• In Big Finish Doctor Who "The Genocide Machine", it is revealed that in the Library of Kar-Charrat the Chief Librarion Elgin has captured many of a local aquatic life form and placed them in a wetworks facility so they can be used to download data, a process which destroys their minds.

    Tabletop Games 
  • In Magic: The Gathering, this is a staple of black cards. The whole concept of black mana is sacrifice for selfish, personal gain — even to the point of sacrificing bits of yourself. All colors have some sort of ubercard that's cheap to use but has some drawback. Black, however, is the king of this, with a hideous number of cards that allow one to do quite a lot of awesome things, but cost you creatures, land, life, cards in hand, cards in graveyard (a viable resource for black, so not something to be sneezed at), or something else. One makes you lose the game if you don't win by the end of your next turn. Some especially notable examples:
    • Lich is a classic. It essentially turns you into a Lich - you lose all life, but do not immediately lose the game. Instead, you can discard cards in place of damage taken. If you are unable to discard, then you lose.
    • Another notable early example is Lord of the Pit, an extremely powerful creature for its cost that requires a sacrifice of one creature per turn or it turns on you.
    • The infamous Necropotence allows the player to trade life for more magical power and knowledge (i.e. draw cards). One common combo is creature removal (i.e. killing creatures), discard spells, and the Avatar of Woe, a huge creature which costs eight mana (two of which have to be black), but only costs the two black mana if there are a total of ten or more creatures in all graveyards. This card was so powerful it has been banned or restricted in most formats.
    • In the game's backstory, Urza collapsed Serra's Realm, killing everyone inside, to activate the powerstone core of the skyship Weatherlight. Also, during the Invasion block, when Urza led a group of planeswalkers into Phyrexia to destroy it, he powered the bombs he planned to use with the soul of the planeswalker he expected to betray them. Which was justified, in that he was right.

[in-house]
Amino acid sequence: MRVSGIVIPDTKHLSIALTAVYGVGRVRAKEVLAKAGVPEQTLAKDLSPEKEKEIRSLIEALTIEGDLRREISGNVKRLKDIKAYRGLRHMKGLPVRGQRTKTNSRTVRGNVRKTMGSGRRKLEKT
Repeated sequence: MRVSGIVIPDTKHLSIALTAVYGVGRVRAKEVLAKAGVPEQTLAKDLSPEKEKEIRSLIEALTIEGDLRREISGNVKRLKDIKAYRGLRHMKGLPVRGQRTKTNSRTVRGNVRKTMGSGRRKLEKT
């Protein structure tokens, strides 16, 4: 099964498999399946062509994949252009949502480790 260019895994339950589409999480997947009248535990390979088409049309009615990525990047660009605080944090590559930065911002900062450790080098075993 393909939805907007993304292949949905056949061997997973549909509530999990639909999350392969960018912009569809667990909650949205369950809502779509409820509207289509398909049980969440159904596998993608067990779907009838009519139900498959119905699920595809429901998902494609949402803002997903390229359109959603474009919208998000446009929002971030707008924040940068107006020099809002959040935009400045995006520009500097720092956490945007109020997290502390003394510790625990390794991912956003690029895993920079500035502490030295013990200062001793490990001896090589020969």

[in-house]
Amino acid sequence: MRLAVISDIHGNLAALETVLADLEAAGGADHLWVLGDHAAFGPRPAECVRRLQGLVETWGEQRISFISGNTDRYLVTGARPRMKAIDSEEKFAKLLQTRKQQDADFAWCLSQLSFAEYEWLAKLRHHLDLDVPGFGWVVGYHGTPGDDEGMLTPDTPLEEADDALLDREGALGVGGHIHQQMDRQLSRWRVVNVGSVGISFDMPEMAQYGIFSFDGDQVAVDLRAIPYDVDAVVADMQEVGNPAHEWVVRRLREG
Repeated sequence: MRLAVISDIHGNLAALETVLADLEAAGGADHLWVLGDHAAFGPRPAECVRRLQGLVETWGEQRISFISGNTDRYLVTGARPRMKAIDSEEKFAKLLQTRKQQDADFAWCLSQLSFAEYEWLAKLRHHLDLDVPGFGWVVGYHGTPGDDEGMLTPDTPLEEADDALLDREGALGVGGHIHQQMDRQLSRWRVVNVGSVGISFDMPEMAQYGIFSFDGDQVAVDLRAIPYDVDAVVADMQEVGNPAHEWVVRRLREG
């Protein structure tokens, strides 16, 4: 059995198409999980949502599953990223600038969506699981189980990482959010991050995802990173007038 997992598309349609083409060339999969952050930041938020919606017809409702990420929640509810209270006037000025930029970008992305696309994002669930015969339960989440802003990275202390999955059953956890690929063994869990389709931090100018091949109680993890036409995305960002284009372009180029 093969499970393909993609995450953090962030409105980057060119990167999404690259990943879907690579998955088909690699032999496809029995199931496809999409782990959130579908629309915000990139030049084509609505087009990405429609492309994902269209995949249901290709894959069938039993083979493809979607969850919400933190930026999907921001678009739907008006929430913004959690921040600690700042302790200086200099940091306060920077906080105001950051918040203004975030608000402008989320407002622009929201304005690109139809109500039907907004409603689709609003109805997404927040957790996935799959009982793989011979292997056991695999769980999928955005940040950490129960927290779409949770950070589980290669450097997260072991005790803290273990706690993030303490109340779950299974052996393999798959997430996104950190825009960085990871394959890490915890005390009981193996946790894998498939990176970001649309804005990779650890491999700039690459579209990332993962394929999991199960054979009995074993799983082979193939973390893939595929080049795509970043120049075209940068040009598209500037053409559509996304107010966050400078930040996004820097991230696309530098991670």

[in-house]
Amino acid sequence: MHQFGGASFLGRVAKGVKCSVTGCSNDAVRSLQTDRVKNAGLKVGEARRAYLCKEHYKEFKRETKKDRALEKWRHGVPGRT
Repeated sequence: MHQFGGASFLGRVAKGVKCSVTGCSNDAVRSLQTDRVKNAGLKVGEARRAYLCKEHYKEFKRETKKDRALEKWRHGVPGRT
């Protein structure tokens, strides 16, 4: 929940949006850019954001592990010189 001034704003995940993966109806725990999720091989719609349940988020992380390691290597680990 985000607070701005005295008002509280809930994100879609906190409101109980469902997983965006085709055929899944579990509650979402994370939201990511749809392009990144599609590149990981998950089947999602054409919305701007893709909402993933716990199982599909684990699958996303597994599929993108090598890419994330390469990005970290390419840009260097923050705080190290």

• Paranoia has this when you ask what the incredibly Dystopian society is eating. Depending on the version, it's everybody who dies, or everybody who dies who wasn't Blue rank or above. Including children. (Or just bland things like algae and synthetic protein, but even then, people accidentally falling into food vats is disturbingly common.)
  • All Arcane (non-Badass Normal) powers in Deadlands work this way. The setting has it as an explicit rule. The soul involved is inevitably your own.
    • Except for Blessed and Shaman powers, which only require adherence to your religion and (in Shamans' case) proper rites. You still do the sacrifice, but it's voluntary and only involves limiting yourself.
    • While not known in Deadlands: The Weird West, it is common knowledge in the Wasted West that ghostrock is made up of souls, which scream and wail as you burn it.
  • The game Fairy Meat (a spin-off from the Knights of the Dinner Table comic) involves characters eating parts of each other to regain health.
  • Dungeons & Dragons
    • A few creatures such as demiliches can trap souls and fuel spells with these.
    • In the Dark Sun setting, use of arcane magic, by default, drains life force from the environment around you, killing plants and leaving the soil infertile for years. Widespread use of such magic led to the world of Athas becoming a desert wasteland. Magic users who embrace this are called Defilers; those who learn to use magic without harming the environment are called Preservers. The respective advantages and drawbacks of Defiling vs. Preserving varies from edition to edition. In second edition, Preservers advanced in power more slowly than Defilers. In fourth edition, Defilers can drain life force from their own allies to empower their magic.